Wednesday, April 9, 2008

Nero (Italy, 1992)

Produced by Dario Argento's brother Claudio, who also put his support behind such popular cult films as Profondo rosso (1975), Suspiria (1977) and Dawn of the Dead (1978), Nero is an impossible to find but highly enjoyable Italian oddity that has less to do with blood and gut horror films than with artsy cult obscurities like Delicatessen (1991). Director Giancarlo Soldi's film is definitely less aesthetic and also lacks all of Delicatessen's lightly vaudeville aspects, but the black humor and inanely surreal facets lacing both films are of a similar vein. The story of Nero is based on a book by Tiziano Sclavi, the creator of the popular cult horror comic character Dylan Dog. (Dylan Dog was the inspiration for the excellent film Dellamorte Dellamore (1994), a stylish art house zombie gore fest starring Rupert Everett released in the USA as Cemetery Man.)
In Nero, there are no zombies, but there is a body count and some blood. Nero starts when Frederico (Sergio Castellitto, familiar to fans of Oscar-nominated foreign films as the lead in 1995's L'Uomo delle stele/The Star Maker) shows up to pick up his girlfriend Francesca (Chiara Caselli - shown here not in Nero, but in some unknown Italian film), who is leaving her boyfriend. Later Francesca gets all upset because she has left her anti-cellulite skin cream in her ex's apartment, and she nags the reluctant Frederico into going back to get it. Finding the door of the apartment ajar, he wanders in and discovers Francesca's ex lying on the floor with a slit throat. Convinced that Francesca is the murderer and has sent him to clean up after her, he attempts to dispose of the body and clean up the mess. His actions result in a trail of dead bodies, both accidental deaths and murders, as he continually gets mistaken for one wrong person after another. The narrative is circular in structure, ending almost at the exact point where it started. Actually, the story is oddly difficult to follow at times, and it is arguable that the film probably makes more sense when seen stoned.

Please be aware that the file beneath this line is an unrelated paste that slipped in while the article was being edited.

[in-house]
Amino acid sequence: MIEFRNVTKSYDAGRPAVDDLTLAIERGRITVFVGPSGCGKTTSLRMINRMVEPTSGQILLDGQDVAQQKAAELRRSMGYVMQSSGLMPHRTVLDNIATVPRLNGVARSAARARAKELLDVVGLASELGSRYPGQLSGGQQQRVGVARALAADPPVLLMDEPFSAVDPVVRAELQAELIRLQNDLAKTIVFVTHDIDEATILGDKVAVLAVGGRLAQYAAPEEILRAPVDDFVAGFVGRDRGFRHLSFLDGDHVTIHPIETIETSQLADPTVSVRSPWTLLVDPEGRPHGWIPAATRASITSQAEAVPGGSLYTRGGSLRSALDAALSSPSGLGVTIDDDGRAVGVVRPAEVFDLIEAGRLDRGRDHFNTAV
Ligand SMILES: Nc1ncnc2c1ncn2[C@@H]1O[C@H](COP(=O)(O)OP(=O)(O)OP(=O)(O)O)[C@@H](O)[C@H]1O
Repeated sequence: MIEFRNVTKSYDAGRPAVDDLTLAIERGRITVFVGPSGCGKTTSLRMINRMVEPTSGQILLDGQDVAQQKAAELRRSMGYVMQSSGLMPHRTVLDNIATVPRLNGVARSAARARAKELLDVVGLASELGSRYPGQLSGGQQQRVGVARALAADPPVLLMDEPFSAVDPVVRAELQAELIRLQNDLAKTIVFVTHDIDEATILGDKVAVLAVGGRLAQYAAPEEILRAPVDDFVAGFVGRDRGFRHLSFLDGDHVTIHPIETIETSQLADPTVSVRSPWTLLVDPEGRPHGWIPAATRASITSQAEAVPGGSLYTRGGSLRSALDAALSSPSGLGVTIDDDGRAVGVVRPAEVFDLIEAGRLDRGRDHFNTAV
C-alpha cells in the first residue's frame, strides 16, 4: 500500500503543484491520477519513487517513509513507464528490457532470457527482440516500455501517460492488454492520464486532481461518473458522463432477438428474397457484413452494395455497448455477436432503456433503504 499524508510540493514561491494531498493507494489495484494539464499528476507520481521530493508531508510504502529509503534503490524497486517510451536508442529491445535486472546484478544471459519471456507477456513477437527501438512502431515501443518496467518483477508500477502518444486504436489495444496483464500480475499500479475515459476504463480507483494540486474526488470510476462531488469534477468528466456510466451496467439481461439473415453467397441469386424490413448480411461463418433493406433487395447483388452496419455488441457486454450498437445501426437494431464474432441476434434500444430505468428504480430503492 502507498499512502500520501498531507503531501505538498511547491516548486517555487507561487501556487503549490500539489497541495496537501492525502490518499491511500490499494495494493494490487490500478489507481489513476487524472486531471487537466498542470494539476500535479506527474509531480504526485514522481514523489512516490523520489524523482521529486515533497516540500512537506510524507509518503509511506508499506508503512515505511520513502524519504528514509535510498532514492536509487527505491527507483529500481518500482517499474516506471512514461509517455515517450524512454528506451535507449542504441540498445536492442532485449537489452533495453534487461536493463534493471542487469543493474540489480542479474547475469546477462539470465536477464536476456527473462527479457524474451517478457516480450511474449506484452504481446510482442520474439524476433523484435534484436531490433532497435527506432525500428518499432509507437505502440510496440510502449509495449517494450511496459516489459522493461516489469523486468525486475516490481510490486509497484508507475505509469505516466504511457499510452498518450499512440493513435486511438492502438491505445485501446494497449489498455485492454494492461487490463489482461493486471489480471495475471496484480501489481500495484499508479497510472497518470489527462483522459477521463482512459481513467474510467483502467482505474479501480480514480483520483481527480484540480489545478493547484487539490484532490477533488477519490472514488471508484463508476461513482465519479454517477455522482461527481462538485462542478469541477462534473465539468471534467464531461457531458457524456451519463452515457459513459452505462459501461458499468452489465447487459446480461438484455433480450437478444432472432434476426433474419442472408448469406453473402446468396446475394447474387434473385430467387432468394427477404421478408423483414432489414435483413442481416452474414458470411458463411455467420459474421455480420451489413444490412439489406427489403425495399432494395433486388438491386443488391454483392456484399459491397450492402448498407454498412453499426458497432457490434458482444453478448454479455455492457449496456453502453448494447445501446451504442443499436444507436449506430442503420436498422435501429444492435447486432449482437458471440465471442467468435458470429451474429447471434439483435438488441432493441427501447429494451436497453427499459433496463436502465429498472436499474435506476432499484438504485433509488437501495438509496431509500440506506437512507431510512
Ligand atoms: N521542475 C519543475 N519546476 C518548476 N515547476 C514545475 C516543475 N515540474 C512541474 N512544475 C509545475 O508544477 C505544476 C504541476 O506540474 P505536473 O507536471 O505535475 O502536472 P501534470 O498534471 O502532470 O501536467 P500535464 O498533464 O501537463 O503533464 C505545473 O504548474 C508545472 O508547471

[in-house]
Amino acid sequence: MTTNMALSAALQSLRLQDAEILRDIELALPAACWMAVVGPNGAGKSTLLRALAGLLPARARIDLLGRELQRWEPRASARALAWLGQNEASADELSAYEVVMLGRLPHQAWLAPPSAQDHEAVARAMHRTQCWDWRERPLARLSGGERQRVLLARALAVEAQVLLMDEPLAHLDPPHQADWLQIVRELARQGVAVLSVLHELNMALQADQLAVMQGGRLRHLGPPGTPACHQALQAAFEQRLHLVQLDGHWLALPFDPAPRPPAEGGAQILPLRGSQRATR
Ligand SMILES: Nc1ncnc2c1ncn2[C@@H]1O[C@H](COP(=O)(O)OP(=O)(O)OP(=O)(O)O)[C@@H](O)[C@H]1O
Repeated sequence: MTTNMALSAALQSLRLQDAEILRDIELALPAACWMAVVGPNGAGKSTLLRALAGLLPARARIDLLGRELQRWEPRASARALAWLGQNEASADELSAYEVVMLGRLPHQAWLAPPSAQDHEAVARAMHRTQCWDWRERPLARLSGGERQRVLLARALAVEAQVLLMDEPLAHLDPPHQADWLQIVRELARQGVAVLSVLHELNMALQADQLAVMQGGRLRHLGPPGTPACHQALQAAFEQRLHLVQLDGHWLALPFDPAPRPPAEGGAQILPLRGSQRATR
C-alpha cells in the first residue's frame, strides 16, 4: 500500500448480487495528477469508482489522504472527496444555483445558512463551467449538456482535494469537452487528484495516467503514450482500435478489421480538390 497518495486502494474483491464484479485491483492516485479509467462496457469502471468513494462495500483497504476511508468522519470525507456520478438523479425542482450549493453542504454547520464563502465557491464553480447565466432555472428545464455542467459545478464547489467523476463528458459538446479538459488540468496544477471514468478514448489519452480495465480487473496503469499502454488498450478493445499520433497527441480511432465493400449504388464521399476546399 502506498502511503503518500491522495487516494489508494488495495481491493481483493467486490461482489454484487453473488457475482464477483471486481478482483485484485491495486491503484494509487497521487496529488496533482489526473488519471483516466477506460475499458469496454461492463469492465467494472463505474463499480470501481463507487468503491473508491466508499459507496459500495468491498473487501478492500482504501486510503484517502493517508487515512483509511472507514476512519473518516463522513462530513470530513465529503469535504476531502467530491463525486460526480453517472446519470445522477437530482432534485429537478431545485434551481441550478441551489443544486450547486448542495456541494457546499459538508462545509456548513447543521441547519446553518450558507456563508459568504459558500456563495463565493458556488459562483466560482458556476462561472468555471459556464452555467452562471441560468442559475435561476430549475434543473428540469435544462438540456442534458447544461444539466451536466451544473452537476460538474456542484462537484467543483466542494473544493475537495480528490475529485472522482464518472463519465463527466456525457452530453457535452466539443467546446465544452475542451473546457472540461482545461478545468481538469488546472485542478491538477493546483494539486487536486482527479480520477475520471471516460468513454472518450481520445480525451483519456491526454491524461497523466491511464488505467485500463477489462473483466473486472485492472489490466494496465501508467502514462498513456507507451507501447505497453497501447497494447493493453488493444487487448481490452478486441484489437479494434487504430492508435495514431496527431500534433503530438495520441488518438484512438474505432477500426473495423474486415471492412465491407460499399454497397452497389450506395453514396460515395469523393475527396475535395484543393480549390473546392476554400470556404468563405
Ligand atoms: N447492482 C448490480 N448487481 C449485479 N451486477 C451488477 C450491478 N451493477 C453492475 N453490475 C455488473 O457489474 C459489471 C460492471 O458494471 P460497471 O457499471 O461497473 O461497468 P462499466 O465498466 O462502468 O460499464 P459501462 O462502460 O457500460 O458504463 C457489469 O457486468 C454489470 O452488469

In any event, Nero is an odd and individualistic low-budget production that often surprises and confuses but that is a refreshing change from the crap one usually sees. If it's a bit artsy-fartsy, so what? At least the film maker's were willing to take a chance at doing something different. The biggest flaw in the film is Chiara Casellithe; her Francesca is so dislikable and unconvincing that one has a hard time believing that anyone would want to have her as a girlfriend at all.

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